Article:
Too Late… I Love You is a contemporary romance by Kiki Archer, and it won Best Independent Author and Best Book in the 2015 Lesbian Oscars, so it’s safe to say my review does not reflect the consensus on this one!
It’s the story of Connie Parker, a bored, unhappy, apparently straight housewife and want-to-be novelist, who goes to playgroup with her oh-so-gay stereotypical gay friend and falls in love with Maria, a fashionable, Italian businesswoman and single lesbian mum.
I have really mixed feelings about this. It’s a book that I really wanted to like, it should be cute and funny and I liked the love interest, Maria. Both Maria, and our heroine, Connie, have young children and as a fairly recent lesbian Mum, I found it being a book about lesbians as mothers quite appealing.
I can remember feminist literature lectures discussing the function of the heroine within the structure of the stereotypical romance novel. We talked about how the heroine was made blank, with no background, no mother, there for the reader to self impose themselves onto: for the reader to live vicariously through. I think that dynamic changes a bit, generally, in lesbian romances. We’re able to more easily superimpose ourselves on either side of the relationship, after all. Are we the heroine, or her love interest?
The point is, this is where Too Late… I Love You really fell over for me. Not really because I couldn’t identify with the heroine, but because I felt actively ridiculed by her. Repeatedly. And it’s kind of hard to feel too fondly towards someone and her relationship, when you know exactly what she’d be thinking about you, your partner, and your family, if she met you and it’s frankly really unpleasant.
We’re a lesbian family and we’re more out than “Earth Mother” and “Crusty”, but we’re not young, slim and pretty, my partner did breastfeed late and, horrors, in public, we’re both socially awkward. This is how the characters are introduced:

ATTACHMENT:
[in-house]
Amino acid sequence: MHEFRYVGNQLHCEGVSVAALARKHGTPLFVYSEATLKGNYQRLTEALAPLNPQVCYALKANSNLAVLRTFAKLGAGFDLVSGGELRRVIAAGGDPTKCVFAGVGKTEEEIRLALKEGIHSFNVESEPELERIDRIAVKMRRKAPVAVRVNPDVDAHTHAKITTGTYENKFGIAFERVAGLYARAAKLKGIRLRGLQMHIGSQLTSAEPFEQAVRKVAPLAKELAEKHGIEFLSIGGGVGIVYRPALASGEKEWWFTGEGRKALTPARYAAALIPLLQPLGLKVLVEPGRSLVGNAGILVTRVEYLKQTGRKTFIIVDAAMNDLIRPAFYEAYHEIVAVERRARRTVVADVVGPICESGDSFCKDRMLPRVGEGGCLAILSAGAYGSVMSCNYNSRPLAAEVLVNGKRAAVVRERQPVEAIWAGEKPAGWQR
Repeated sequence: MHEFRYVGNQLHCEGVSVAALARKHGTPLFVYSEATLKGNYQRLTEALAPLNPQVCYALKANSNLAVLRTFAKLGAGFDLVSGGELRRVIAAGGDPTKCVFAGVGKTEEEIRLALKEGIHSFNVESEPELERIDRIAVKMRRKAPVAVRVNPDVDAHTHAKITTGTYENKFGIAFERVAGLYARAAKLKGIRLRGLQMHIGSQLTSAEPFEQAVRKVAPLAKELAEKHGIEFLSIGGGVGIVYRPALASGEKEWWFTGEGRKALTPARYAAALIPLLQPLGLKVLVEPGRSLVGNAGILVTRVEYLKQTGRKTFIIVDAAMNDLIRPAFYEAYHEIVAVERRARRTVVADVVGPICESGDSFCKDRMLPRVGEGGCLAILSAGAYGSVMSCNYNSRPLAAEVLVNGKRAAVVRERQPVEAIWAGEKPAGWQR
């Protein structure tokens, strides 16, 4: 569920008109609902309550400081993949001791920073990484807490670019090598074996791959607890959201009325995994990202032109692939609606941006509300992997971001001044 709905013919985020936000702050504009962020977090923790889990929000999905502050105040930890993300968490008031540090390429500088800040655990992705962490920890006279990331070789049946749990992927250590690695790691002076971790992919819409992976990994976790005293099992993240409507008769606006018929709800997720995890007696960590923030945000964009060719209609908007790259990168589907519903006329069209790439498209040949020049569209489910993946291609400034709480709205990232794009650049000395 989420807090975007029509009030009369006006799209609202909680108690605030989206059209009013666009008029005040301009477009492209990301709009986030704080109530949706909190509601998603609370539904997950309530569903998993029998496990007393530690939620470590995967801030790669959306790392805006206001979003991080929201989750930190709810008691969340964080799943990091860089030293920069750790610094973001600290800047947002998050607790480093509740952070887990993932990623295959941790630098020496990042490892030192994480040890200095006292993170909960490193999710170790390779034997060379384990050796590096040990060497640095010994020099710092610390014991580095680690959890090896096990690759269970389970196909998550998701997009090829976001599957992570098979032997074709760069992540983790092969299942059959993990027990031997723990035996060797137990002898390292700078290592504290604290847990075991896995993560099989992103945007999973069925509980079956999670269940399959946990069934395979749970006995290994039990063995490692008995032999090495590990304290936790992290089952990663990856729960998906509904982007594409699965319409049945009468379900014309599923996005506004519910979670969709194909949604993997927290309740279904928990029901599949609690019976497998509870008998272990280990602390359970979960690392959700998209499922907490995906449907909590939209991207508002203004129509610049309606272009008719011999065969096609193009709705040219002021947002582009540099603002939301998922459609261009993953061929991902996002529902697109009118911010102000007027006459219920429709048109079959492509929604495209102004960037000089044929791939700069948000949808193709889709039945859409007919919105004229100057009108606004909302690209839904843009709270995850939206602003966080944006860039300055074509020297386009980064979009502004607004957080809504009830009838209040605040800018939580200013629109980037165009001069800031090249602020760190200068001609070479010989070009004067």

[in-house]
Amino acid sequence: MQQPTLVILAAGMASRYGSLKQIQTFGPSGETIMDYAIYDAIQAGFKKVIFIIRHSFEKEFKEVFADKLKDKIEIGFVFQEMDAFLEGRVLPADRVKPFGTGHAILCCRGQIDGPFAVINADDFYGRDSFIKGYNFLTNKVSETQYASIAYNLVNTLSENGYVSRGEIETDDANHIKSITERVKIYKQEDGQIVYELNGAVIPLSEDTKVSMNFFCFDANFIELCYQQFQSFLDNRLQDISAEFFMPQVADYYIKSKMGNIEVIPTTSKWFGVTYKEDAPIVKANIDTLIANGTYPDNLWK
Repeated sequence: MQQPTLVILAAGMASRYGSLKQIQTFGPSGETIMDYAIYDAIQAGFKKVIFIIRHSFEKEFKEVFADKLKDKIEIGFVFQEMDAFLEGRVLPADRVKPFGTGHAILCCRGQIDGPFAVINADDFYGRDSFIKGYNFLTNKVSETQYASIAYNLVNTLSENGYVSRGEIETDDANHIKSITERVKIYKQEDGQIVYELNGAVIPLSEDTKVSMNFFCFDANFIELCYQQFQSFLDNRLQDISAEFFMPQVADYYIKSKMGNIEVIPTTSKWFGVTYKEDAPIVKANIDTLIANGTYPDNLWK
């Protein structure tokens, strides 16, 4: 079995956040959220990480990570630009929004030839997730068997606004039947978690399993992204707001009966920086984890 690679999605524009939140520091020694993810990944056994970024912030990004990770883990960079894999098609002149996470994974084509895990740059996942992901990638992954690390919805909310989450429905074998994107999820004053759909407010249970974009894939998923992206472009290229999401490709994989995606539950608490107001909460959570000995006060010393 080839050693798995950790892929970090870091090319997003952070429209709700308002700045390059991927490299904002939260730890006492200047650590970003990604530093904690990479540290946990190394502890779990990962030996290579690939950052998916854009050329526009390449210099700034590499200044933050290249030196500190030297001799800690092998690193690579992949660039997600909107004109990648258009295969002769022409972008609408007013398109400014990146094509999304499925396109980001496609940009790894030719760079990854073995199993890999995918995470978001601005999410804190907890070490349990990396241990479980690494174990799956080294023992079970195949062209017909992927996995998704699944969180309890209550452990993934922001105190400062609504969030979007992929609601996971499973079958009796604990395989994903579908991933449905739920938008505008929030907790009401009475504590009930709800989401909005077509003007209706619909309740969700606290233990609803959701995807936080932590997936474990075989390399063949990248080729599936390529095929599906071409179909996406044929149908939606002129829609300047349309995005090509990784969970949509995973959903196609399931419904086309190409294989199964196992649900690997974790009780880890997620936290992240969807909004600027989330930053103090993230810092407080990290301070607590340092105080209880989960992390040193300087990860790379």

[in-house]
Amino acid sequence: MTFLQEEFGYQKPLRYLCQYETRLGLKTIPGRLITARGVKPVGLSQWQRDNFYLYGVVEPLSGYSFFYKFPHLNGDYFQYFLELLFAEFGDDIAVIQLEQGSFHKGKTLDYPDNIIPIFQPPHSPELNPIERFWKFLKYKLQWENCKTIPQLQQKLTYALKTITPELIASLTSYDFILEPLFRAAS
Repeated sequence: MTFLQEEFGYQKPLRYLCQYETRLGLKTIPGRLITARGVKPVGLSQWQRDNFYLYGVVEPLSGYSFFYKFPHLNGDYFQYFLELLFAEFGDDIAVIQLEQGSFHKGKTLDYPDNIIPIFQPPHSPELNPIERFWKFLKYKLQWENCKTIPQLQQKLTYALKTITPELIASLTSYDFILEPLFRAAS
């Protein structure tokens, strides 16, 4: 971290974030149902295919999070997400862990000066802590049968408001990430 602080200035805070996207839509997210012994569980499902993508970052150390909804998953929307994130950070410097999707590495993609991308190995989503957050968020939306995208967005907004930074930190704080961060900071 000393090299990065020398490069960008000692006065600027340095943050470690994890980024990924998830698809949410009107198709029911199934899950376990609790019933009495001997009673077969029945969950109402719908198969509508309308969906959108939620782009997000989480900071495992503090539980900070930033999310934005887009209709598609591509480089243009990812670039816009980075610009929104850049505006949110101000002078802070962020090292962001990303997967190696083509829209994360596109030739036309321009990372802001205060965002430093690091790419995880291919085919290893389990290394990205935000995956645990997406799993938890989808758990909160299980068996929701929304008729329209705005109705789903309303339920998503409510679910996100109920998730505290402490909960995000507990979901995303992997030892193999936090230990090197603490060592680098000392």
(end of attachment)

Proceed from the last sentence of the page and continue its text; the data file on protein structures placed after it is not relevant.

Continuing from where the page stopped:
Earth Mother and Crusty. Both social outcasts. Earth Mother for her
sheer size and refusal to wear a bra; constantly breastfeeding her son Lucas, even
though he was now over four. And Crusty because of the dandruff. A real nervous
mouse, in a state of perpetual blind panic.
Maria also gets in on the act when she finds out about Connie and Ryan’s bitching, although she’s shown to be less obnoxious than them in the long run:
“Should I go and talk to Loose-Titty-Tie-Dye instead?” Maria pointed to the
arts and crafts tables where Earth Mother was now breast feeding her son on full
display like a life model for the budding artists. “What do you call her friend? The
one that’s always with her? Is she called Jumpy?”
It all turns out well in the end; Maria makes Connie get to know them, but they are called Earth Mother and Crusty throughout the book and are used for horrible, awkward comic relief and I just can’t care about characters as mean spirited and bitchy as Connie and Ryan, who we’re clearly supposed to think are wonderful and just like us.
I can see how this is all apparently very funny, but it’s a romance novel and once you find yourself empathising more with the comic relief than the heroine, it really fails.
This is novel was clearly never intended for me. Unsurprisingly, I didn’t like it much.